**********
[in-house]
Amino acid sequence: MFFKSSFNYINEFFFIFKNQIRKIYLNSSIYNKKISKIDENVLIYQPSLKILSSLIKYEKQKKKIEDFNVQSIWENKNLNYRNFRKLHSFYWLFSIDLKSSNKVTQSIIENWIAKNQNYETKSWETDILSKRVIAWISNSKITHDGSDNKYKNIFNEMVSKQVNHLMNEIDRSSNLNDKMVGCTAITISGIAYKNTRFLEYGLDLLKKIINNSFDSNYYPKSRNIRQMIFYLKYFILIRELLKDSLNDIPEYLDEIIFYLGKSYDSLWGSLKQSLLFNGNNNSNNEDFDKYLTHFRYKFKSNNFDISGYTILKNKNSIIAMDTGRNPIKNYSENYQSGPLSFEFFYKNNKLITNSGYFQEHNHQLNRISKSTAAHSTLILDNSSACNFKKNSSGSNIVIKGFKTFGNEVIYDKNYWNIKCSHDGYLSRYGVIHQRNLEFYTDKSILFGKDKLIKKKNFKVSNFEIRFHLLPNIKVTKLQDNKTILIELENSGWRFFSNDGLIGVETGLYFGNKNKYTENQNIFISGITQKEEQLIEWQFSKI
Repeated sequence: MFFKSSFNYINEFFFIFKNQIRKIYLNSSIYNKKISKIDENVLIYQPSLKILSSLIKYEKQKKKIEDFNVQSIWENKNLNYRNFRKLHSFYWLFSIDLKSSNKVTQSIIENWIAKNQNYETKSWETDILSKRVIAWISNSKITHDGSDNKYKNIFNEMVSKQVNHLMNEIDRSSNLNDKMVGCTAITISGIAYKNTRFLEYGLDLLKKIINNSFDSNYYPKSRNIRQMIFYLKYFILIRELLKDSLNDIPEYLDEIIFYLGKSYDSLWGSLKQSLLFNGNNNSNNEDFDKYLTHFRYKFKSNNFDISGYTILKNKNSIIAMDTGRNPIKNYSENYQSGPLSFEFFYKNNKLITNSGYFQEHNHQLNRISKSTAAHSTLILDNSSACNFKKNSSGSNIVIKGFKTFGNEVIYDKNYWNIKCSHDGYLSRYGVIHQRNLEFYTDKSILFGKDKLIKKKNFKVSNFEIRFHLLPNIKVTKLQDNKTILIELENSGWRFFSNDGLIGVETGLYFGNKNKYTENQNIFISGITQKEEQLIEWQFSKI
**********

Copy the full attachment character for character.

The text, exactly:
[in-house]
Amino acid sequence: MFFKSSFNYINEFFFIFKNQIRKIYLNSSIYNKKISKIDENVLIYQPSLKILSSLIKYEKQKKKIEDFNVQSIWENKNLNYRNFRKLHSFYWLFSIDLKSSNKVTQSIIENWIAKNQNYETKSWETDILSKRVIAWISNSKITHDGSDNKYKNIFNEMVSKQVNHLMNEIDRSSNLNDKMVGCTAITISGIAYKNTRFLEYGLDLLKKIINNSFDSNYYPKSRNIRQMIFYLKYFILIRELLKDSLNDIPEYLDEIIFYLGKSYDSLWGSLKQSLLFNGNNNSNNEDFDKYLTHFRYKFKSNNFDISGYTILKNKNSIIAMDTGRNPIKNYSENYQSGPLSFEFFYKNNKLITNSGYFQEHNHQLNRISKSTAAHSTLILDNSSACNFKKNSSGSNIVIKGFKTFGNEVIYDKNYWNIKCSHDGYLSRYGVIHQRNLEFYTDKSILFGKDKLIKKKNFKVSNFEIRFHLLPNIKVTKLQDNKTILIELENSGWRFFSNDGLIGVETGLYFGNKNKYTENQNIFISGITQKEEQLIEWQFSKI
Repeated sequence: MFFKSSFNYINEFFFIFKNQIRKIYLNSSIYNKKISKIDENVLIYQPSLKILSSLIKYEKQKKKIEDFNVQSIWENKNLNYRNFRKLHSFYWLFSIDLKSSNKVTQSIIENWIAKNQNYETKSWETDILSKRVIAWISNSKITHDGSDNKYKNIFNEMVSKQVNHLMNEIDRSSNLNDKMVGCTAITISGIAYKNTRFLEYGLDLLKKIINNSFDSNYYPKSRNIRQMIFYLKYFILIRELLKDSLNDIPEYLDEIIFYLGKSYDSLWGSLKQSLLFNGNNNSNNEDFDKYLTHFRYKFKSNNFDISGYTILKNKNSIIAMDTGRNPIKNYSENYQSGPLSFEFFYKNNKLITNSGYFQEHNHQLNRISKSTAAHSTLILDNSSACNFKKNSSGSNIVIKGFKTFGNEVIYDKNYWNIKCSHDGYLSRYGVIHQRNLEFYTDKSILFGKDKLIKKKNFKVSNFEIRFHLLPNIKVTKLQDNKTILIELENSGWRFFSNDGLIGVETGLYFGNKNKYTENQNIFISGITQKEEQLIEWQFSKI